King Louis Grill

C says:

Let me just start out by saying that this place was not our choice. We met A’s parents at Vivocity for dinner, and since they got there first, we asked them to pick the place. A’s dad was enticed by the “one dines free with every two paying diners” promo, but turns out that it’s limited to weekdays. Anyway since we were already there we decided to give it a go.

King Louis Grill is a cheesy theme restaurant that isn’t even very Arthurian. Perfunctory suits of armour in the corner, tiaras on the waitresses and calling the dishes “Queen Elizabeth’s Feast” or “King Arthur’s Platter” do not a medieval theme make. The restaurant took over Hog’s Breath Cafe on the 3rd floor, next to Daiso and Imperial Herbal, and they’ve retained most of the decor, just adding a few cheesy elements in a lame attempt to make it themed.

But enough about first impressions. If the food had been good, I’d be more than willing to overlook the peripheral details. Unfortunately, it wasn’t. We ordered one of the Queen’s Platters for 2 to 3 persons, comprising lamb chops, rib eye steak, BBQ pork ribs and roast chicken. The platter was definitely substantial enough for more than 3 persons; 4 of us were struggling to finish it.

The food itself was very lacklustre. The lamb was overcooked and chewy. The steak, when we asked for medium rare, was a combination of medium and well done. The ribs were tender but smelt kinda funny, like it was on the brink of going off. The only thing that was half decent was the chicken, because honestly, how far wrong can you go with roast chicken? There was a mound of potato wedges, and boiled (read: overcooked) vegetables.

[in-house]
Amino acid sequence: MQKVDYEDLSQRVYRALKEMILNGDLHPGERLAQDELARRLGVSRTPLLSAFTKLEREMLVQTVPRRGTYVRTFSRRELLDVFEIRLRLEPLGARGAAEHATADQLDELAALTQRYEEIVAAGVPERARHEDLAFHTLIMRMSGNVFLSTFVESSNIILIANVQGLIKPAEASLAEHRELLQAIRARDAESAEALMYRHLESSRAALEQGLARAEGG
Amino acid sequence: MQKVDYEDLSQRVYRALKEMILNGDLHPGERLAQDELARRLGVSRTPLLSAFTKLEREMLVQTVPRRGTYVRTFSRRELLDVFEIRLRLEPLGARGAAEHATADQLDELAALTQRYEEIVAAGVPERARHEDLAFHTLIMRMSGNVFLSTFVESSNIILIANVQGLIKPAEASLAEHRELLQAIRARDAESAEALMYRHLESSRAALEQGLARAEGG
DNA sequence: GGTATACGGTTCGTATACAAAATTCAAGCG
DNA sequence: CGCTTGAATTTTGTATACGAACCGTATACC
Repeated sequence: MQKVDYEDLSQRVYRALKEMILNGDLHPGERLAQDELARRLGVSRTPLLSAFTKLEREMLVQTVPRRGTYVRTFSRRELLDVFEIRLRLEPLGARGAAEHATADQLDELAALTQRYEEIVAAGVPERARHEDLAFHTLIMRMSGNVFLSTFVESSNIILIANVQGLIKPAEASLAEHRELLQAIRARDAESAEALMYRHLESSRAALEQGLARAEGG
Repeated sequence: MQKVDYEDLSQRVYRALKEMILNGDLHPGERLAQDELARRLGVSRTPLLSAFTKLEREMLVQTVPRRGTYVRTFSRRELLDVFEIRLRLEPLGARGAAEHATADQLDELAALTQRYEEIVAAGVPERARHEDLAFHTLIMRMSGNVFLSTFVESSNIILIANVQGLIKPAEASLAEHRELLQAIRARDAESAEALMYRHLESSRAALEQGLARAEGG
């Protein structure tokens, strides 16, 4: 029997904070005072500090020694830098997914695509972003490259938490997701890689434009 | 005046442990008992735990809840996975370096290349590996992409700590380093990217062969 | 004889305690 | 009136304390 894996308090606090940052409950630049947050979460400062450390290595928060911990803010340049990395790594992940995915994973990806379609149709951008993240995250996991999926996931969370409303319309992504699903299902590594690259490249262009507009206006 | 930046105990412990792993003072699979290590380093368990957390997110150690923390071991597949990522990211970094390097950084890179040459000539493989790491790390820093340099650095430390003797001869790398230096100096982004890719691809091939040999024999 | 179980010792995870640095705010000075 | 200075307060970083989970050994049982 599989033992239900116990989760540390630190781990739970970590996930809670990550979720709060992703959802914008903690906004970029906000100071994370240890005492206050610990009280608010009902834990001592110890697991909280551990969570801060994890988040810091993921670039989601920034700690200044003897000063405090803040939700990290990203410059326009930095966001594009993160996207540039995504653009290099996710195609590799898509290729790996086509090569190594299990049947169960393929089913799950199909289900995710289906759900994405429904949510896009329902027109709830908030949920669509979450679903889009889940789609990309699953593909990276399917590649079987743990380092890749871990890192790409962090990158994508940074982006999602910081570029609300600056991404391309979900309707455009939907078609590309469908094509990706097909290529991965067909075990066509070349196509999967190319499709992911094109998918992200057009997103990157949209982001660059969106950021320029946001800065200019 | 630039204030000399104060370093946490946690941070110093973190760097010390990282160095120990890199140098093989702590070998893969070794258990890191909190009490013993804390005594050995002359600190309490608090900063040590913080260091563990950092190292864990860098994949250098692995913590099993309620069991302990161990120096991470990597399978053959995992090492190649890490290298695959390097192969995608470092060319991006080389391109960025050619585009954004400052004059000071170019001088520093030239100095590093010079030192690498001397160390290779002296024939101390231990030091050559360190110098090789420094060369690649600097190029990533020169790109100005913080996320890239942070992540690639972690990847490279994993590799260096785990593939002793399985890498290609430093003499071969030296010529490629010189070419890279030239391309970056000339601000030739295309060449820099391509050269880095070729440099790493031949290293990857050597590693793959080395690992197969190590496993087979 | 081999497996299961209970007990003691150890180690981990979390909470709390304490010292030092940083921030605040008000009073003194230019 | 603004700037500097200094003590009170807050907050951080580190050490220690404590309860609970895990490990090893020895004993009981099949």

Yes, at $71.90 for a platter large enough for 4, it seems pretty value for money. But when you think about it, the quality is on par with most hawker centre Western food stalls, so on that basis, $18 per person for that kind of quality is kind of a rip-off.

Needless to say, we’re definitely not coming back. Not voluntarily, anyway.

A says:

C’s being a bit harsh but yeah. It’s not really great for restaurant standards. The best thing I can say about it is that the portions are huge.

And given that only one server gave us good service, I’m forced to add this to the not recommended list.

King Louis Grill & Bar
1 Harbourfront Walk
#03-07A Vivocity
Tel: 6276-0862
Open daily: 12 noon to 10 pm